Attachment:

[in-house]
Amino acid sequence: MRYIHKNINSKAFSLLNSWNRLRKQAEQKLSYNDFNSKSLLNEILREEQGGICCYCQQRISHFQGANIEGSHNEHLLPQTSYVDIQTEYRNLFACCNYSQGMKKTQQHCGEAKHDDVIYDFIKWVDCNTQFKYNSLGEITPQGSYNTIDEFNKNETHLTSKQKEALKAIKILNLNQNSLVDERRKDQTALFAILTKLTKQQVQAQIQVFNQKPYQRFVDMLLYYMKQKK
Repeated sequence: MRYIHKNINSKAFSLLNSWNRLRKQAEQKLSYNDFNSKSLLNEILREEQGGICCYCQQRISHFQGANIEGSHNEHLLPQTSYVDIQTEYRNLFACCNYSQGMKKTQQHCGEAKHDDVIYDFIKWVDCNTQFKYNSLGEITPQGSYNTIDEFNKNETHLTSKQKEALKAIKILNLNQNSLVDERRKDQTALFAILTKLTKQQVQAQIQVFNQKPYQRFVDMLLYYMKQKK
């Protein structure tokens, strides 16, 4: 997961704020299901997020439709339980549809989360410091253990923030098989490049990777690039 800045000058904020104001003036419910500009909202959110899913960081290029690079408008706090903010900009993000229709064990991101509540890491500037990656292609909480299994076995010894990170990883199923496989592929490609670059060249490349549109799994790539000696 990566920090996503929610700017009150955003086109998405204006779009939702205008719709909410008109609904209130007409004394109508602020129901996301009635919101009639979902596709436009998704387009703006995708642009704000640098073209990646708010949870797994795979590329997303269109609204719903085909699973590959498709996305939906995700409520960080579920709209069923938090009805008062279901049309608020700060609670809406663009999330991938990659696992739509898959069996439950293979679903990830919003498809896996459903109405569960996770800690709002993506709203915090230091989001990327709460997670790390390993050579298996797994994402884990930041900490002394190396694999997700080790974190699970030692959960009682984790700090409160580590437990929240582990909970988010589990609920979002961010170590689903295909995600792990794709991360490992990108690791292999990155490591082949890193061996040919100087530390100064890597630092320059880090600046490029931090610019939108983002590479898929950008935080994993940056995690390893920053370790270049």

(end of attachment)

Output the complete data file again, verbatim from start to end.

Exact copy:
[in-house]
Amino acid sequence: MRYIHKNINSKAFSLLNSWNRLRKQAEQKLSYNDFNSKSLLNEILREEQGGICCYCQQRISHFQGANIEGSHNEHLLPQTSYVDIQTEYRNLFACCNYSQGMKKTQQHCGEAKHDDVIYDFIKWVDCNTQFKYNSLGEITPQGSYNTIDEFNKNETHLTSKQKEALKAIKILNLNQNSLVDERRKDQTALFAILTKLTKQQVQAQIQVFNQKPYQRFVDMLLYYMKQKK
Repeated sequence: MRYIHKNINSKAFSLLNSWNRLRKQAEQKLSYNDFNSKSLLNEILREEQGGICCYCQQRISHFQGANIEGSHNEHLLPQTSYVDIQTEYRNLFACCNYSQGMKKTQQHCGEAKHDDVIYDFIKWVDCNTQFKYNSLGEITPQGSYNTIDEFNKNETHLTSKQKEALKAIKILNLNQNSLVDERRKDQTALFAILTKLTKQQVQAQIQVFNQKPYQRFVDMLLYYMKQKK
């Protein structure tokens, strides 16, 4: 997961704020299901997020439709339980549809989360410091253990923030098989490049990777690039 800045000058904020104001003036419910500009909202959110899913960081290029690079408008706090903010900009993000229709064990991101509540890491500037990656292609909480299994076995010894990170990883199923496989592929490609670059060249490349549109799994790539000696 990566920090996503929610700017009150955003086109998405204006779009939702205008719709909410008109609904209130007409004394109508602020129901996301009635919101009639979902596709436009998704387009703006995708642009704000640098073209990646708010949870797994795979590329997303269109609204719903085909699973590959498709996305939906995700409520960080579920709209069923938090009805008062279901049309608020700060609670809406663009999330991938990659696992739509898959069996439950293979679903990830919003498809896996459903109405569960996770800690709002993506709203915090230091989001990327709460997670790390390993050579298996797994994402884990930041900490002394190396694999997700080790974190699970030692959960009682984790700090409160580590437990929240582990909970988010589990609920979002961010170590689903295909995600792990794709991360490992990108690791292999990155490591082949890193061996040919100087530390100064890597630092320059880090600046490029931090610019939108983002590479898929950008935080994993940056995690390893920053370790270049």